Mr. FASCELL. Unless, as is pointed out in the plan, there is some coordination or unless as pointed out by the plan, there is an interagency agreement, am I correct in assuming, therefore, Mr. Brundage, that the present supposition that goes with this plan is that all of the functions of examination and supervision and inspection will be on a cooperative basis? Mr. BRUNDAGE. I think that is reasonable, yes. Mr. HOLIFIELD. But it isn't mandatory, Mr. BRUNDAGE. That is what we intended certainly. Mr. HOLIFIELD. It is permissive but not mandatory. Mr. FASCELL. But that is the administration's desire. Mr. BRUNDAGE. Yes.
Mr. FASCELL. And if that is true and since that is now being done by one board why go to the trouble of creating two new jobs; namely, the two own trustees.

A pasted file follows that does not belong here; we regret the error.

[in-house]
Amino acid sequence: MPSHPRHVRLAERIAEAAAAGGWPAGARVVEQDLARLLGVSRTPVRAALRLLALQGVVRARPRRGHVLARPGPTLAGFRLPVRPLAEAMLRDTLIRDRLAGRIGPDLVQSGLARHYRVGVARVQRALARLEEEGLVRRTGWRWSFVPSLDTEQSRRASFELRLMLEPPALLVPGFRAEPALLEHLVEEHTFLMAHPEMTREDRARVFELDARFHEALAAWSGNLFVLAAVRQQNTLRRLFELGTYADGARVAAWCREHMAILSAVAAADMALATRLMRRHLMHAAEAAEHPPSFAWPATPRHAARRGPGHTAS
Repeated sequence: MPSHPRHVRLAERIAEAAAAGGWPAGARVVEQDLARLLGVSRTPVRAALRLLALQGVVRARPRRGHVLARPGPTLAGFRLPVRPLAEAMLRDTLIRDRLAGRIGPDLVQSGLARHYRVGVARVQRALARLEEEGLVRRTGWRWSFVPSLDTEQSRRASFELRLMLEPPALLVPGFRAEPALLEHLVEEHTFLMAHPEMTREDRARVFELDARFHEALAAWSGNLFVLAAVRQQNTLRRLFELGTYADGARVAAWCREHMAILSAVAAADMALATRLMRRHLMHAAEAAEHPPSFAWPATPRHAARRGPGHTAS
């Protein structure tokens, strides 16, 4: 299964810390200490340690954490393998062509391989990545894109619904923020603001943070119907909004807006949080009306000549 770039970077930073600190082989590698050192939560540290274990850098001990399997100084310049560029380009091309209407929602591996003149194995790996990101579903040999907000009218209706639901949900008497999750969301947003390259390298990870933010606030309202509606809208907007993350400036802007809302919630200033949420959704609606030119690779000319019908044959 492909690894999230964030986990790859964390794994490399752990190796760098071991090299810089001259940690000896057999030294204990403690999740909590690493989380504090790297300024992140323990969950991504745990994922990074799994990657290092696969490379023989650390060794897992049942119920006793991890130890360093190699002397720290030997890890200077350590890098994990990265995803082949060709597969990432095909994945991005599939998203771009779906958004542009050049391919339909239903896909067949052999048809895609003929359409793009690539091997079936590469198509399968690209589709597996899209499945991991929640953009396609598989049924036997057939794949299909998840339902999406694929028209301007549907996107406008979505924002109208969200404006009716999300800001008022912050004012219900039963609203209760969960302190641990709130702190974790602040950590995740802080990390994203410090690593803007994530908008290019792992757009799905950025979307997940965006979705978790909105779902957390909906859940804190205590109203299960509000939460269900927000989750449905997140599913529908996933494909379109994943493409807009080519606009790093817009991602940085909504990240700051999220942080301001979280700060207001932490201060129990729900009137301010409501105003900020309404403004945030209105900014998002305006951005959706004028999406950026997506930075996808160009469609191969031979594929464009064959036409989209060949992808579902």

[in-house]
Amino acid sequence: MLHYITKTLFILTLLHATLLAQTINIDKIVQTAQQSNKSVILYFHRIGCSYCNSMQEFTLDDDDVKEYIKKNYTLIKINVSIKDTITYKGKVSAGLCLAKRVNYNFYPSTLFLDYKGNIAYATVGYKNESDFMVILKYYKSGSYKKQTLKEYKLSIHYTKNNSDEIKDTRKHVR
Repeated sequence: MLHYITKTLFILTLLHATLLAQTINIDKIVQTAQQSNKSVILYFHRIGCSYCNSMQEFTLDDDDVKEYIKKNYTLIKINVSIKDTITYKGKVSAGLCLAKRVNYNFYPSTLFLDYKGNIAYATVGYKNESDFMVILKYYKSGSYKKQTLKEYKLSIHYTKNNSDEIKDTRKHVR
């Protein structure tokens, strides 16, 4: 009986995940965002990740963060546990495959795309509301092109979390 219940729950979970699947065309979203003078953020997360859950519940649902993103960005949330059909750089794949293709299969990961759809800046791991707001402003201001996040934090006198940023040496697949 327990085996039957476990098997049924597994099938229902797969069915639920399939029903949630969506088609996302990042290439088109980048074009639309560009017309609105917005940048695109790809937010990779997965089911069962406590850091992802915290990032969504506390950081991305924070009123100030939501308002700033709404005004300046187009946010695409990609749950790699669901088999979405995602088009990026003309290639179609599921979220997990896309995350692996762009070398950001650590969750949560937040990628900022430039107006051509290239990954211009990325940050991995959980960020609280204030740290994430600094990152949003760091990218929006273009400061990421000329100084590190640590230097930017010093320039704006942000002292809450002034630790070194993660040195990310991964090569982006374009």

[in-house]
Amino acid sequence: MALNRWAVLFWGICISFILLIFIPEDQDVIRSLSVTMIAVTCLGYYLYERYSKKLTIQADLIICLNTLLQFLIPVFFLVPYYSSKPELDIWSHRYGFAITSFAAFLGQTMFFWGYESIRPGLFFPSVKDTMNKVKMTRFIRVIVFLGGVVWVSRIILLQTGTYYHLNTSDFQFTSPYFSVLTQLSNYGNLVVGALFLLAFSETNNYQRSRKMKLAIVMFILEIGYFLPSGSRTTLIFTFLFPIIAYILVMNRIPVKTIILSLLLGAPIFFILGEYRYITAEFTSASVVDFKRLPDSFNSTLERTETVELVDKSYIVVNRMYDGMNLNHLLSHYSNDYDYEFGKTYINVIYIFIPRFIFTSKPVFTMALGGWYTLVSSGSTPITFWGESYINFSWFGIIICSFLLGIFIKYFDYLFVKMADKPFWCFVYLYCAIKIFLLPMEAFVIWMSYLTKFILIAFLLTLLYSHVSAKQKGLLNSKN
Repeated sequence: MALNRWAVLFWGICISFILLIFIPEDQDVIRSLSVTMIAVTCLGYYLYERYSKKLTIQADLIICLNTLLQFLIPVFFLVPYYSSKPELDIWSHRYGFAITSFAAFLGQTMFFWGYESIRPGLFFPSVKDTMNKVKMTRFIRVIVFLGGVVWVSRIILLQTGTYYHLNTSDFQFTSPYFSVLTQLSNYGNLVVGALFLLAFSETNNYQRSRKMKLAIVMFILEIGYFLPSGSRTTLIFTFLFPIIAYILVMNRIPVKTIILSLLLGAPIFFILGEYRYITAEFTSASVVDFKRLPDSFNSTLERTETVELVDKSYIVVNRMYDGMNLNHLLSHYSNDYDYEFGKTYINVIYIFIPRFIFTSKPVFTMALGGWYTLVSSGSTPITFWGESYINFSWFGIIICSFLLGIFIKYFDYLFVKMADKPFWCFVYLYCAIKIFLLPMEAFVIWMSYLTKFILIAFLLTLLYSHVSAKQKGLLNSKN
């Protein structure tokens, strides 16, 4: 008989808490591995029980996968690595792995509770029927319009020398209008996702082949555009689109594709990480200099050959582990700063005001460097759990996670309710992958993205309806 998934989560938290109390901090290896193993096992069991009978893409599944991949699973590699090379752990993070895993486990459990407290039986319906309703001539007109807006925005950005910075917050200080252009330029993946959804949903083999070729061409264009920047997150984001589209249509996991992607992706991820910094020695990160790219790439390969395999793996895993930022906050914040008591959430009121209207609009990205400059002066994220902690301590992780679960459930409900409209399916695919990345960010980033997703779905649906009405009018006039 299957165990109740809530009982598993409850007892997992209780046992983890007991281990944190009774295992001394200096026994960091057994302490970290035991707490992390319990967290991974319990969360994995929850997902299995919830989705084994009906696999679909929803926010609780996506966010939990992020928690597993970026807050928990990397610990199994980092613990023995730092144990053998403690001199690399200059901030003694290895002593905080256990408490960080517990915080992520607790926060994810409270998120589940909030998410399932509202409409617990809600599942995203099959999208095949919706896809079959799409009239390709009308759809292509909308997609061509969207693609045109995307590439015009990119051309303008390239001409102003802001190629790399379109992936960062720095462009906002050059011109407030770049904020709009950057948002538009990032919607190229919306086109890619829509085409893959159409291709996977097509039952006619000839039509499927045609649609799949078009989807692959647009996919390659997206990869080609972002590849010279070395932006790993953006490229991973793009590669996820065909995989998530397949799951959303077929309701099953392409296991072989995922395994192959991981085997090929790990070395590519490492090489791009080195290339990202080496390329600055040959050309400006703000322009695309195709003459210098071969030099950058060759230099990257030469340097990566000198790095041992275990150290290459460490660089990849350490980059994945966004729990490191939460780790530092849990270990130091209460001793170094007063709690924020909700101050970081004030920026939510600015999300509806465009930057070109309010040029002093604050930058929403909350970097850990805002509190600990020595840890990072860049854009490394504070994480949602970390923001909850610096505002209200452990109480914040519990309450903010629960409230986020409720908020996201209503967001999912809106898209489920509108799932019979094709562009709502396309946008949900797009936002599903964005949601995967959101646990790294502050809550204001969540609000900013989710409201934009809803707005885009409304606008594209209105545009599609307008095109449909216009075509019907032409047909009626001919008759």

Mr. BRUNDAGE. Well, it seemed to me that there should be an independent review of the cases where the Corporation underwrites or issues the insurance and that the same agency, the same Board which approves the chartering of the savings and loan association should not be responsible for deciding that the deposits of that institution should be insured.
Mr. FASCELL. Now, this is the conflict of interest that you are talking about.
Mr. BRUNDAGE. That is the whole point.
Mr. FASCELL. That you think exists and that you think might possibly exist-possibly be bad?
Mr. BRUNDAGE. This is an extra protection that would be desirable, I think.
Mr. FASCELL. But you don't have any specific provision-specific experience on which to base this statement.
Mr. BRUNDAGE. There has been nothing come to my attention which would require us to have immediate concern but it seemed to me that the situation was getting that the volume was so tremendous, our insured liabilities so large, when it gets into a $31 billion bracket, that some step should be taken to provide additional protection for the future.